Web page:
Food, Law Schools, Police

Mouthy Law Student Sues Over False Arrest In Food Truck Fiasco

Some law students are still naive enough to believe that they’ll be able to take a stand against every day injustices and walk away victorious — just because they’re law students. That’s simply not the case, especially when you’re a law student who’s trying to come between a police officer and his lunch…

Tzvi Richt, a Cardozo Law student, thought that he could just question police officers about their alleged decision to park at a bus stop while hitting up a food truck and get off scot-free. No dice, buddy. Richt, acting as an apparent officer of the morality police force, asked the officers “whether they thought what they had done was right.” The New York Post has the details on what Richt claims happened next:

Richt claims that he asked the question in a respectful manner and was not “yelling or shouting,” according to court papers.

[Officer Graham] Braithwaite tried to shoo Richt away – but he wasn’t taking no for an answer.

“Plaintiff responded by asking whether he wasn’t allowed to ask a question of a police officer,” the suit states.

Braithwaite then demanded Richt’s identification – but the student asked if they had the right to make the request.

That’s when Braithwaite slapped handcuffs on Richt and tossed him into the back of the cruiser for a ride to the 61st Precinct, papers state.

After Richt arrived at the station, he says he continued to make various legal inquiries, but was met with rude responses, one of which allegedly included, “It’s none of your f**king business.” Richt then sat in a cell for more than an hour, likely sulking about all of the business which wasn’t his to give a f**k about.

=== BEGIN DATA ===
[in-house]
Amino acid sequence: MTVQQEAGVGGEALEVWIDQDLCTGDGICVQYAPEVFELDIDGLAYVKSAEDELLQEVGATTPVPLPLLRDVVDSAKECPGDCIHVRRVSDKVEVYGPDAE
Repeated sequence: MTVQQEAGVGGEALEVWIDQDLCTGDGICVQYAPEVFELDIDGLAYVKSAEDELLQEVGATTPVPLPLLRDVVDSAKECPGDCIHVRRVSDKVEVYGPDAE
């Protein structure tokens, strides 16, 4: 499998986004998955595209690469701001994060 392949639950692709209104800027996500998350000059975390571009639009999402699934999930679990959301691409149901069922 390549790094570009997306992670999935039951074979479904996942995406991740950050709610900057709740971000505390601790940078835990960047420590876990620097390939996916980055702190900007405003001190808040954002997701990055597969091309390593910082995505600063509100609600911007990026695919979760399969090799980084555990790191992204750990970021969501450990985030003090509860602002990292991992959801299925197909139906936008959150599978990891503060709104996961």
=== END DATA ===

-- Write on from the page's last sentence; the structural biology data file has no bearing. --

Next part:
Richt received two disorderly conduct citations; the charges were later dropped. Richt wants all of this to go away — but because he doesn’t know how the world works, he filed suit. Thanks Barbra Streisand.

Richt is now concerned that the arrest will wreck his legal career before it even starts.

He “has reason to fear that the arrest may interfere with his ability to secure admission to the Bar when he graduates law school and to obtain employment as an attorney,” his complaint states.

Richt and his attorney, Joel Berger, declined to comment on the case.

At this rate, we’d recommend that Richt find his Cardozo classmate Benula Bensam and then proceed to ask her non-stop questions about how to make his one-time mistakes live on forever. Best of luck with that.

Law student calls out cops, gets ‘wrongfully’ cuffed: lawsuit [New York Post]

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